On the underside is a D-ring – so you can hang the unit – and that’s removable to reveal a tripod mount. Also on the underside are ‘weather doors’ that open to reveal the charge port and the stereo minipin auxiliary-in port, to connect outputs via wire. It stands 22.6cm high, it’s 8.3cm in diameter and weighs 877g.
Charge it up for 20 hours music — it has Lithium rechargeables inside that reach peak charge in 2.5 hours via the supplied micro USB cable and, in the case of the dark grey unit anyway, this goes into a fluorescent green power brick for charging. Untypically, by the way, once these rechargeables lose their kick, they can be replaced.
I found it hard, at first, to pair with my Mac, but easy with the iPad and iPhone, where it appeared as discoverable immediately after holding in the top-mounted Bluetooth button for a couple of seconds. So the usual sound files I run to see what speakers/earphones/headphone can do had to be run from my iDevices. Do this via Settings/System Preferences>Bluetooth. Once it’s playing, the App equaliser settings make an immediate difference; I found I mostly preferred my custom setting that dropped the bass a little and boosted the very top end worked best for my music.
Sounds — Good.The amazing thing is how much sound this thing, a little shorter than my forearm, can pump out. I always use the same test songs: Tropical Hotdog Night by Captain Beefheart, is one of my all time faves with a great range of tones; it really pushes speakers and it’s a good test of how well they can define, and keep up with, a range of sounds across the spectrum. Public Image Ltd by Public Image is a great test of bass thanks to Jah Wobble’s habit of leaning a four-speaker box up against a wall then putting pics on the wall, rather than to the speakers, to record. This can overwhelm the bass response of almost anything.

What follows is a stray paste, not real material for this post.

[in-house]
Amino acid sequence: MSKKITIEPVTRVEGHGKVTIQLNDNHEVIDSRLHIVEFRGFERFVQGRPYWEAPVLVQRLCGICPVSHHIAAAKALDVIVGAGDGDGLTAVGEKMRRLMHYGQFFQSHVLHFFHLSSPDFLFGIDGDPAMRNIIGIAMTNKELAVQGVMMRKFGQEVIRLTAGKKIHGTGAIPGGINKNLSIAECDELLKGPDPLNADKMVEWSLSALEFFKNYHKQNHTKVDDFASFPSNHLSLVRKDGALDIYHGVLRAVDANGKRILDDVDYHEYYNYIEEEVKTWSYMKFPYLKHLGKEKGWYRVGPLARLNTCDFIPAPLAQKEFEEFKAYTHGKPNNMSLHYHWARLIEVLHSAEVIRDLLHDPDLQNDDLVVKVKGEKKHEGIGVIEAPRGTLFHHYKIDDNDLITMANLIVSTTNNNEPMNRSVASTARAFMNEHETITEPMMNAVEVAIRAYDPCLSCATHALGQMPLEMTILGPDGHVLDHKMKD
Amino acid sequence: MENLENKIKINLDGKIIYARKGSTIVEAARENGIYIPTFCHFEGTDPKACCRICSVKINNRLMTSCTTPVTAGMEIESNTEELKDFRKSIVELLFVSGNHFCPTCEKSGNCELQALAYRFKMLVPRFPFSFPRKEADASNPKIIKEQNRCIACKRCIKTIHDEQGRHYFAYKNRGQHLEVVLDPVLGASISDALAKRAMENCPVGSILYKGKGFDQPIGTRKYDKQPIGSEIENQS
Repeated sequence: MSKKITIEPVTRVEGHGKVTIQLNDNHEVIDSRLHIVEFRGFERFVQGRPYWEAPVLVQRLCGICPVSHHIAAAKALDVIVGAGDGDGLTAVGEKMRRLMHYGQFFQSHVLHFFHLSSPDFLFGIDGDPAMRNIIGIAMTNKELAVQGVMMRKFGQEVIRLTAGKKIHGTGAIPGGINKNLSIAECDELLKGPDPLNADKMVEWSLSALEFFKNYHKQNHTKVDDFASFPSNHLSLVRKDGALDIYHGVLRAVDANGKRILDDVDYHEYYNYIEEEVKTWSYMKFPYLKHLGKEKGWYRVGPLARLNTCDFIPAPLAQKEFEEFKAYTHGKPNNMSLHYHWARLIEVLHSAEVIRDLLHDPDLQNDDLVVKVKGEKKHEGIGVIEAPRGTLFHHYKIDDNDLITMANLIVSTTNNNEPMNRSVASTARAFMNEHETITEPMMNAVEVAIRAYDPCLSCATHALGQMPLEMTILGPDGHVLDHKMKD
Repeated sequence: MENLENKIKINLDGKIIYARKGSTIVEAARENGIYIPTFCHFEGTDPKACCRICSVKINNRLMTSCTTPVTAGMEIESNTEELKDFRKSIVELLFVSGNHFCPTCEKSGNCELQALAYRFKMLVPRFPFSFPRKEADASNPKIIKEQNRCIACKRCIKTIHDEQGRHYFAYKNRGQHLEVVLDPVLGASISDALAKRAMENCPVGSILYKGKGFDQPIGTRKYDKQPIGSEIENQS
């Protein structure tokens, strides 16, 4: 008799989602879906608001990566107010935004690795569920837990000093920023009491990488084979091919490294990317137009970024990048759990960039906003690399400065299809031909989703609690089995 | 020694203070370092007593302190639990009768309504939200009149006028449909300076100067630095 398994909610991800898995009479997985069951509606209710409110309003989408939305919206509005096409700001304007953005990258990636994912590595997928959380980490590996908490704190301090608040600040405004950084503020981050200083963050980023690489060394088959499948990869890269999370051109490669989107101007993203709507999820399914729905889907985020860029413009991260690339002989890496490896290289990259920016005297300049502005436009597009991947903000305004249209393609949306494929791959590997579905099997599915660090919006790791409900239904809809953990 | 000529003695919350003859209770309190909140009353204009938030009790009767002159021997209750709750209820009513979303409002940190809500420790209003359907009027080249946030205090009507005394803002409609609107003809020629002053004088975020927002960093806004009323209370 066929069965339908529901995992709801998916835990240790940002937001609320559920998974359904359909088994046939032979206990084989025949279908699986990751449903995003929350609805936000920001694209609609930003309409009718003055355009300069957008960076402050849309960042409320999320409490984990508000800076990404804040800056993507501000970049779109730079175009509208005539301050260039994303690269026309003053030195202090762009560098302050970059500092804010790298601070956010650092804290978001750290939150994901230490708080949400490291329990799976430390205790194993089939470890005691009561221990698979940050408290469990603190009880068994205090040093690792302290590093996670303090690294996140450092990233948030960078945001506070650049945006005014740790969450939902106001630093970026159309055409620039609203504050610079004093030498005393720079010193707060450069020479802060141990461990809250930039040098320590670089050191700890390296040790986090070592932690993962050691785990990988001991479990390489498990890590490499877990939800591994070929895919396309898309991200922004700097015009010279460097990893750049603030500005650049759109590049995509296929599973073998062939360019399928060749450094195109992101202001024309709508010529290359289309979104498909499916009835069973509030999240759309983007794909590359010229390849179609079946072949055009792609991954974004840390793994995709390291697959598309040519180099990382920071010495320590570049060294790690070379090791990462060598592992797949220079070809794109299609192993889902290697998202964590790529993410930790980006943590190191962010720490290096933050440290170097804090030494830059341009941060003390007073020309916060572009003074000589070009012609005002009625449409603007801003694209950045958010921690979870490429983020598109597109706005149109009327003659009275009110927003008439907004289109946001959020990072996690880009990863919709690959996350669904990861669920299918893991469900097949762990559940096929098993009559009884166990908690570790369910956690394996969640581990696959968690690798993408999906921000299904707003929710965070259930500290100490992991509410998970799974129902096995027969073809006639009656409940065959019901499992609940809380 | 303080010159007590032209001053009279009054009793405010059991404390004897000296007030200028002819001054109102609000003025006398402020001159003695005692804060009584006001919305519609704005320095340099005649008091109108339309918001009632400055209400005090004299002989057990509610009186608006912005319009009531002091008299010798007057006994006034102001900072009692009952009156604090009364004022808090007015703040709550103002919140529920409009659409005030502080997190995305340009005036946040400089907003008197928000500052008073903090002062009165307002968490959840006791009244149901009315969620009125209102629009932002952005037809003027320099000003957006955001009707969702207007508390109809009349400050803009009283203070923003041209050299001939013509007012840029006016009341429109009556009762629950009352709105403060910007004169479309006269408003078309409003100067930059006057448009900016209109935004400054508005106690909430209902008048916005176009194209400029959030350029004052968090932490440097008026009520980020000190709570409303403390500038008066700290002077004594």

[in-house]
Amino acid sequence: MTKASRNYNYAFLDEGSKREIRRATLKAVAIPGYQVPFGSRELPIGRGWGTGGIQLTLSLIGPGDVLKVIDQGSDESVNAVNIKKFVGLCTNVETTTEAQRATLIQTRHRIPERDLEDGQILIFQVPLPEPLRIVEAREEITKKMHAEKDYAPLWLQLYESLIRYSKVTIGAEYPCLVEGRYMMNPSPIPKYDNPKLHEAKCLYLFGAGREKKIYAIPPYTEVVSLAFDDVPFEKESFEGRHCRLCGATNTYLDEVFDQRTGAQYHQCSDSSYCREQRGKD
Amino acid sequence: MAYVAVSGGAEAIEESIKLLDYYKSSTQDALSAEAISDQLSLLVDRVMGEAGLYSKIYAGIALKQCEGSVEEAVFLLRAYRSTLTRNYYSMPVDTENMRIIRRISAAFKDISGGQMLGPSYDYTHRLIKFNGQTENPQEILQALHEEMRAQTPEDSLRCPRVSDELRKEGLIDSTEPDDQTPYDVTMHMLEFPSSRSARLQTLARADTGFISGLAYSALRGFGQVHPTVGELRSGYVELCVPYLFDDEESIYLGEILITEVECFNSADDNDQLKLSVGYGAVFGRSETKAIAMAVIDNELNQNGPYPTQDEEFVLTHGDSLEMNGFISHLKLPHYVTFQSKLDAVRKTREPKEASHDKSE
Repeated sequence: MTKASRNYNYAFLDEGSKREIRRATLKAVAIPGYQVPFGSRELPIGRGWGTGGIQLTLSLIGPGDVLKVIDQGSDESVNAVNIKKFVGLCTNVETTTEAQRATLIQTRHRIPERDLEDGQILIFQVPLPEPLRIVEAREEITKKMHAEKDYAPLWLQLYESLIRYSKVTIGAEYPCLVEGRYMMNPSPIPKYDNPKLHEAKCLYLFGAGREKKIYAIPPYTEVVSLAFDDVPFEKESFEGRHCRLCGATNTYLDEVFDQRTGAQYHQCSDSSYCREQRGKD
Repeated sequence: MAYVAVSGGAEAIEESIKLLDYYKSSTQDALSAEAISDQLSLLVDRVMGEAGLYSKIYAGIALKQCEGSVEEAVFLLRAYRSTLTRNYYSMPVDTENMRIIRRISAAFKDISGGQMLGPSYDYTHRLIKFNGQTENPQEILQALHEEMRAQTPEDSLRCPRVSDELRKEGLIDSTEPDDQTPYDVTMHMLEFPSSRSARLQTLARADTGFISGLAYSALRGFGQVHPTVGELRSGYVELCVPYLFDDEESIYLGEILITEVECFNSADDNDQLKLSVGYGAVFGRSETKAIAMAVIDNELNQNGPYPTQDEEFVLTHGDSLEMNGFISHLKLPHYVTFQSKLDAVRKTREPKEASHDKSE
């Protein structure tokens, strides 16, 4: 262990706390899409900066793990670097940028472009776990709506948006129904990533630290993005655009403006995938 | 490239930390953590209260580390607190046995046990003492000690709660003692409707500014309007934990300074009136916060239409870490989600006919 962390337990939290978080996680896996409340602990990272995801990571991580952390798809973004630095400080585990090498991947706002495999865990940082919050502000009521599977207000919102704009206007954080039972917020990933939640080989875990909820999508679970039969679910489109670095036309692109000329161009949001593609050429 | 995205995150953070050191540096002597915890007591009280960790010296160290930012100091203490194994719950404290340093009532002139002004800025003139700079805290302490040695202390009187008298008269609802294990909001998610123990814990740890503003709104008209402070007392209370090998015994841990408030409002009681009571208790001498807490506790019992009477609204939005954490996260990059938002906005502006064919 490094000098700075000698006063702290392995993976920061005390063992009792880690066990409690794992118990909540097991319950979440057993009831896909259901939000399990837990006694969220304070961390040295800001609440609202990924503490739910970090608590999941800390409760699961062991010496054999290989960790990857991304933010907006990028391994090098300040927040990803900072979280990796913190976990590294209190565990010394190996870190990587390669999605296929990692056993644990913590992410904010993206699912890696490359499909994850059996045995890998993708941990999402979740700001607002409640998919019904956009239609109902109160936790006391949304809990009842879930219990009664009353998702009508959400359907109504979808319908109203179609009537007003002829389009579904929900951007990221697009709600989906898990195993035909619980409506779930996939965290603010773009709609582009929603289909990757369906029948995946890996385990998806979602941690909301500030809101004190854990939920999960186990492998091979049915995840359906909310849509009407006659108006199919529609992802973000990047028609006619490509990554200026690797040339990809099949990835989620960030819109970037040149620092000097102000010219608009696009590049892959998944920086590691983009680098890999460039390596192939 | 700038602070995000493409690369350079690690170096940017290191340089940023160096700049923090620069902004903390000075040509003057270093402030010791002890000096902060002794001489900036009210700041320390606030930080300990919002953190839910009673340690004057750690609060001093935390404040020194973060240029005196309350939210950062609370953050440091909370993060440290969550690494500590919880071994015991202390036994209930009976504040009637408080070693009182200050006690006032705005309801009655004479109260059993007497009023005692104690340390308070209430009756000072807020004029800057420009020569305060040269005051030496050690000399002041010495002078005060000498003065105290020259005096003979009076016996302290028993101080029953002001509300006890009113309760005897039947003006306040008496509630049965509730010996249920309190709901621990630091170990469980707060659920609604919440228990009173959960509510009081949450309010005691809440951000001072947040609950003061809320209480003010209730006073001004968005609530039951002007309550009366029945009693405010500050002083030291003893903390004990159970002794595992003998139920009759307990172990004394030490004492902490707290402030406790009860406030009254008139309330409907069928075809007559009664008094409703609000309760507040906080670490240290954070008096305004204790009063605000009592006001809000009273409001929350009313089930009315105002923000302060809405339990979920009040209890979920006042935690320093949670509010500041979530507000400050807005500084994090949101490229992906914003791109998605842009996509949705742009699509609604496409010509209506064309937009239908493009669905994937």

Finally, Alanis Morrisette’s You Oughta Know has a great speaker stress point just after three minutes when she’s done her wailing bit and the bass and everything else comes back in. If you can clearly hear the bassline bobbling along and then its higher-range riffs (really nice bass work, here) you are probably on to a good thing. Also, Morrisette’s voice is a good push in the vocal range, straining as it does sometimes to express her jilted anger.
Mostly, the UE kept up – and I’m talking flat-out full volume. It’s slightly muddied compared to a dedicated speaker setup, but remarkably good considering it’s not. I get awesome, taut mids on my Mission stereo speakers, and this is missing on the UE – and to be fair, it’s missing from most other things I’ve ever tested. But the Megaboom certainly has the volume you can have a good time to, and loud enough, if you have it outside, to annoy the neighbours a bit. In other words, it’s damned impressive.
Run it as-is, as a Mac speaker (if you can pair it – actually, I easily could once I updated the Boom’s firmware via the app) or as an iDevice sound system or use the free UE MegaBoom app (for iOS) to set audio profiles, use a 5-band EQ, run two MegaBooms at once, and to choose between the sound profiles ‘Stereo’ (if you have two) or ‘Double’.
Under More you’ll find other options, for example you can give your Mega Boom a distinctive name, handy if there are more around, and you can turn the built-in audio alerts on or off.
These are actually pretty handy – there’s a start-up sound, an off sound when it decides to sleep (after a certain period of non-use), there’s a Bluetooth ‘discoverable’ melody, and if you hold the volume up and down buttons in together for a couple of seconds, a woman’s US-accent voice tells you how much charge you have: ‘Sixty percent charge.’ It also let me update the firmware – all this was under Settings.
You can also select one of nine languages (2 Asian, 7 European) to run in.
However, I utterly failed to find this app via the App Store on the iPad, but I did find it in iTunes on my Mac, and downloaded and syncced it that way to an iPhone and an iPad. If you do find the app, it can even set a musical alarm that will have you leaping out of bed to your favourite – or perhaps more effectively, to your least favourite – track.
The setup guide (you can run two Booms at once and pair any one Megaboom to two devices at once) is best read online, I found.
Mac NZ Buying Advice —For many situations most m=people can think of, this Bluetooth speaker has everything going for it.
Logitech Ultimate Ears MegaBoom, NZRRP $399.90. Available in dark grey, red, purple or blue.